Whether its with they’re ever smug, holier than thou attitudes or that ever creeping sense that they’re always up to something, at times making you think just much of the film Cats and Dogs was actually fiction or not – The fact that British milk company Cravendale recently released this advert didn’t help my suspicions either:
Yet this is a view that, paranoid it may be, Japanese horror mangaka Itoh Junni [whose works include Uzumaki, the Souchi series and shibito no koiwazurai amongst others] also relays in his part autobiographical one volume manga called [imaginably enough] Junji Itoh’s Cat Diary.
This 10 chapter series, first published in 2009, follows the trails and tribulations of J-san[no prizes for guessing who this is] as his otherwise ordered life as a horror mangaka is suddenly invaded by a pair of cats – one of them being the surprisingly cute and otherwise normal Muu.
However its when J-san’s fiancé A-ko [and sufferer of the worst case of Young Bloods Disease I’ve ever seen] brings home Yon, the former pet cats of her parents that…..well…..
The fact that one of his distinguishing marks is a trio of spots that bare more than a passing resemblance to a skull, that sets off Itoh Junji’s horror writing narrative and drawing talent, taking otherwise normal situations and making them out as though they were from one of his horror manga – from playing with the two cats, to trying to find Yon when he runs away.
and yet its paradoxically this style that adds a sense of the absurd to J-sans actions, and actually making the scenes all the more humorous. And there is the key good thing about this – the very fact that this is the very kind of real life events that have happened to so many cat owners around the world, that enables the reader of this this serial to relate with j-san and a-ko through their trails and tribulations.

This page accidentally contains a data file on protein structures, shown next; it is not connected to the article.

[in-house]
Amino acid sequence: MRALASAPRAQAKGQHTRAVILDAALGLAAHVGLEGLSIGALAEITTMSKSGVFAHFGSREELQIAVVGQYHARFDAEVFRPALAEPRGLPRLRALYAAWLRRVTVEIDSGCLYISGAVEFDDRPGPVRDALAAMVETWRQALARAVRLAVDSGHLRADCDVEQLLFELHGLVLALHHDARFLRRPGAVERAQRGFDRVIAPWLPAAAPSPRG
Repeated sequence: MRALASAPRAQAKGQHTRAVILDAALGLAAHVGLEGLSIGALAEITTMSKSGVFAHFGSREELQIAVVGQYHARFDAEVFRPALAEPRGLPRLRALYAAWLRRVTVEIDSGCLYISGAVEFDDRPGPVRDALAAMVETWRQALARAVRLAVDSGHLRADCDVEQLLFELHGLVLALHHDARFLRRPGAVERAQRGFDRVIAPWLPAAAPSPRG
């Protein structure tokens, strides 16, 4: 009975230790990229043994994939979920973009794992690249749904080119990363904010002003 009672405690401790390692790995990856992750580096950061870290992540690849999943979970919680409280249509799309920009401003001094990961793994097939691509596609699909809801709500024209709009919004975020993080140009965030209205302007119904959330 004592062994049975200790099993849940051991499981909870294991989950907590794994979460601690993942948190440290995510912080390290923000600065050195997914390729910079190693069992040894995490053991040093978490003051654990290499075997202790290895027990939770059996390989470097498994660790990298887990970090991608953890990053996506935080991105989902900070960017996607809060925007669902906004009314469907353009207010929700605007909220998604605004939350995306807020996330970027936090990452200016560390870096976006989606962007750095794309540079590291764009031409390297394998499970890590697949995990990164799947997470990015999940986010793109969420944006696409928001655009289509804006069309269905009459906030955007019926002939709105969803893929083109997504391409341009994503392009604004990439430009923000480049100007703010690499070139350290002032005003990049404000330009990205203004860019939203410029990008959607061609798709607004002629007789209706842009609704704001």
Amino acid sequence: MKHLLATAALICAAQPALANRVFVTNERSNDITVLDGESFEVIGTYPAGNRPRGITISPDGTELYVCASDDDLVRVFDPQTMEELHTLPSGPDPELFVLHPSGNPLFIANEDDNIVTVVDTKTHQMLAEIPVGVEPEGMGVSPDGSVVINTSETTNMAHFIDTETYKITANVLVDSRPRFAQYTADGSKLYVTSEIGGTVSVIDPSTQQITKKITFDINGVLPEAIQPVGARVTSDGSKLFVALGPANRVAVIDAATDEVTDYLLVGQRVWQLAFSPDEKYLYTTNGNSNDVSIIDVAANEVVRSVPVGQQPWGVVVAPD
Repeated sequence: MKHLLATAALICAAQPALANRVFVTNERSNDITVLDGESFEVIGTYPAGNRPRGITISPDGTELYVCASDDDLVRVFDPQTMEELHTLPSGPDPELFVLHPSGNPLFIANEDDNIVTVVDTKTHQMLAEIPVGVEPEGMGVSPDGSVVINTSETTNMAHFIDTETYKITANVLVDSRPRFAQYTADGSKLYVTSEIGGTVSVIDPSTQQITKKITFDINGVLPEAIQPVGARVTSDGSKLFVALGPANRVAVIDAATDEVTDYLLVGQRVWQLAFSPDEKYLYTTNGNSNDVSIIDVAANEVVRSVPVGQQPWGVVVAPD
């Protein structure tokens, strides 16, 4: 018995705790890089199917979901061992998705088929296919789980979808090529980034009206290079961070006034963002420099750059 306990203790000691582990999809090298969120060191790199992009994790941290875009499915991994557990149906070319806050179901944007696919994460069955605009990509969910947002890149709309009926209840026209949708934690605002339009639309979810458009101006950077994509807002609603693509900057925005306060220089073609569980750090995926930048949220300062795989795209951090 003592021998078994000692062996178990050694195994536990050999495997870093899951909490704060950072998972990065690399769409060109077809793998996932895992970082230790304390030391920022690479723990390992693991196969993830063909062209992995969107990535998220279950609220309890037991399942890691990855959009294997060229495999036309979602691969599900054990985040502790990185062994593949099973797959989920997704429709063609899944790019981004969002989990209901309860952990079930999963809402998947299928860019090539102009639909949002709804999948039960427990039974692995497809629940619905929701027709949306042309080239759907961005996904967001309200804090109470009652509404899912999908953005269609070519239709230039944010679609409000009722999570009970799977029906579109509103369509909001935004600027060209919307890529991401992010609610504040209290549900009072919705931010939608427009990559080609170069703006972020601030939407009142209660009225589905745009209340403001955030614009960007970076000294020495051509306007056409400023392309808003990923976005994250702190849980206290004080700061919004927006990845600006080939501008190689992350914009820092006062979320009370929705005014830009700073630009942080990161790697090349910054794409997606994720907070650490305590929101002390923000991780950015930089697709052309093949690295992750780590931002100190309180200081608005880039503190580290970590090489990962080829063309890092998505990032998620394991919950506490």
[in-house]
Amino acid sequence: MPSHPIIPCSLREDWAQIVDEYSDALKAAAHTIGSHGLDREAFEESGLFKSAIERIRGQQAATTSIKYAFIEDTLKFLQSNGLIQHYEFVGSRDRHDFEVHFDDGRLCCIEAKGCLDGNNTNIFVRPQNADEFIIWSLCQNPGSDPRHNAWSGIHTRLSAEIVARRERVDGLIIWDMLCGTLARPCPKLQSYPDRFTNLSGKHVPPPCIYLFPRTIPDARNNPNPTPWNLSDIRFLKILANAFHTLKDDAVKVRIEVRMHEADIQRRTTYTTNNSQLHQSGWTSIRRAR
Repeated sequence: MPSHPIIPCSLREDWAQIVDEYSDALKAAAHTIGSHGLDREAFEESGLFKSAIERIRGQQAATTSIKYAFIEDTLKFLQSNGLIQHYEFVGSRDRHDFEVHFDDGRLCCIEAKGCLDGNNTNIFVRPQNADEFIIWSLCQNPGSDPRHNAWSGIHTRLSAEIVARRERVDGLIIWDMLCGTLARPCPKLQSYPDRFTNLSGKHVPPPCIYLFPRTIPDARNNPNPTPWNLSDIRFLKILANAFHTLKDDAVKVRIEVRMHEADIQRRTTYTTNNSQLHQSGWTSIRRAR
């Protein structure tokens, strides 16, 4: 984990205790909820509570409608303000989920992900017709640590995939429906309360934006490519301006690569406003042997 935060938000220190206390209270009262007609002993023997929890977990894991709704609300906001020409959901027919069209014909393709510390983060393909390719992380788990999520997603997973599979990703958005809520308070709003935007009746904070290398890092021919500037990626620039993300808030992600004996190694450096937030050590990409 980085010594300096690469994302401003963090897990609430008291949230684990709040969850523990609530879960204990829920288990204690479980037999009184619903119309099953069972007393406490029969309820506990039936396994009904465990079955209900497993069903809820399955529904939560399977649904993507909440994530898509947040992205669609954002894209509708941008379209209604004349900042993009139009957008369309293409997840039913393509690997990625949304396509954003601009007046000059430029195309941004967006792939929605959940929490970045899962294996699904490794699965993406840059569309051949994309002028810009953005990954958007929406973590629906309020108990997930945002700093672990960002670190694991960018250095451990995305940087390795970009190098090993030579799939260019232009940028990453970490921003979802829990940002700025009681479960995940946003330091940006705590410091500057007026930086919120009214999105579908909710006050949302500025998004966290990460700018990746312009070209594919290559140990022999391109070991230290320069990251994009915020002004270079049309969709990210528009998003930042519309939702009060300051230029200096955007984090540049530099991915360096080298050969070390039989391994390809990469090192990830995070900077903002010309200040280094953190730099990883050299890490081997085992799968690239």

Additionally its this manga also givess Junji Itoh the ability to show that he’s capable of doing more that gore and gruesome scenes – in fact a lot of his background and renditions of both himself and his family are clear and well detailed, and in no way detracting from the overall feel of the story and events happening therein – even if said scenes include scenes of cat poop and frozen cat snot [no seriously!].
At the end of the day though this manga is both in part a letter to all cat owners but also a chance for Junji Itoh to branch out from his traditional horror roots – a feat that only a rare few mangaka have been able to achieve without alienating their fans both past and present.
Itoh Junji’s Cat Diary has been published in english by Kodansha comics and is available either in physical print or in digital format from either the digital comic distributor comixology, or from either amazon’s kindle books, ItunesBarns and nobles [for the nook] or for kobobooks.com.